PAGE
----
Pete Marketos is a commercial trial lawyer who specializes in representing commercial plaintiffs in complex business disputes from trial through appeal. Before founding RGM in 2011, Pete tried cases as an associate and partner with a national commercial law firm for more than 11 years. Pete has served as an Adjunct Professor of Trial Advocacy at the University of Texas School of Law and is an active instructor for the National Institute of Trial Advocacy.
Pete tries cases with a passion for justice and vindication for his clients. He won his first multi-million dollar verdict from a unanimous jury in a fraud case before he turned 30 years old—then he defended the final judgment all the way to the Texas Supreme Court. Since then, Pete has won seven, eight, and nine-figure verdicts and judgments in both state and federal courts.
In February 2013, Pete won a $136 million jury verdict from a unanimous jury in a fraud trial against Mercedes-Benz—the largest jury verdict in the State of Texas this year. He won an eight-figure judgment against former corporate officers for civil racketeering ("RICO") violations, RICO conspiracy, fraud, and breach of fiduciary duty after a three-week trial in federal court. Pete won a seven-figure jury verdict and obtained a final judgment as lead counsel in state court on his healthcare clients' claims of fraud, theft, and breach of contract against an investor. He tried a two-month-long federal jury trial in which his internet-technology client obtained a seven-figure jury verdict and successfully defended against a $20 million counterclaim under the Computer Fraud and Abuse Act.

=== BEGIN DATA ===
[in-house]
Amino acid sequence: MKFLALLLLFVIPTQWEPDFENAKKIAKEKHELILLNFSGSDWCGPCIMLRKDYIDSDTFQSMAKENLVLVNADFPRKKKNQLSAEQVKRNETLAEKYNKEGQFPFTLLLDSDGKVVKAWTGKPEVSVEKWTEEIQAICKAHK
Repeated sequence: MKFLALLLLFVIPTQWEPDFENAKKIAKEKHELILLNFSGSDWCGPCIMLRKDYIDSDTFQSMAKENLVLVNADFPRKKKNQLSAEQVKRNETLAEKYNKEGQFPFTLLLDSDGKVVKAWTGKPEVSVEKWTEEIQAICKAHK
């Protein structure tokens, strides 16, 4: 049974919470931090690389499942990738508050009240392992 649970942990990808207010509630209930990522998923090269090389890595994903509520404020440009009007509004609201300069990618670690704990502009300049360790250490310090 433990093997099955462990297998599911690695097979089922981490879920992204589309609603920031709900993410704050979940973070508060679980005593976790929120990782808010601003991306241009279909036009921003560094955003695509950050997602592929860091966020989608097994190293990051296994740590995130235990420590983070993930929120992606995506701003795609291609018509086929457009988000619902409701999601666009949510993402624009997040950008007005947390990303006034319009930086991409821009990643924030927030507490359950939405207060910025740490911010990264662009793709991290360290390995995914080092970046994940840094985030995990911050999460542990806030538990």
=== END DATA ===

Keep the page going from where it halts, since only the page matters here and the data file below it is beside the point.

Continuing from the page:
The Texas Lawyer recently recognized Pete as one of the top 25 lawyers under 40 in the State of Texas, and he has been repeatedly selected for inclusion in Texas Super Lawyers publications.
Pete frequently lectures on electronic discovery and the use of computer-forensic evidence in litigation. He has served as a panelist for the E-Discovery Roundtable series in the Texas Lawyer, written for the Metropolitan Corporate Counsel on Electronic Discovery, and presented to attorneys and clients on electronic discovery and computer forensics in Beyond Electronic Discovery: Digital Evidence and the New Age of Litigation. Pete is a contributing author to McGraw-Hill’s authoritative text, Hacking Exposed: Computer Forensics (2nd Ed.) (2010).
Though a seasoned and passionate advocate, Pete never forgets his obligation to the profession to represent his client on the merits in an honest and forthright manner. After observing Pete in a jury trial several years ago, the presiding federal judge wrote that Pete was "one of the finest trial lawyers to appear in my court." The judge expected Pete to become "one of the best in the country." More important, the judge described Pete as a "true officer of the court" who "proceeds with integrity."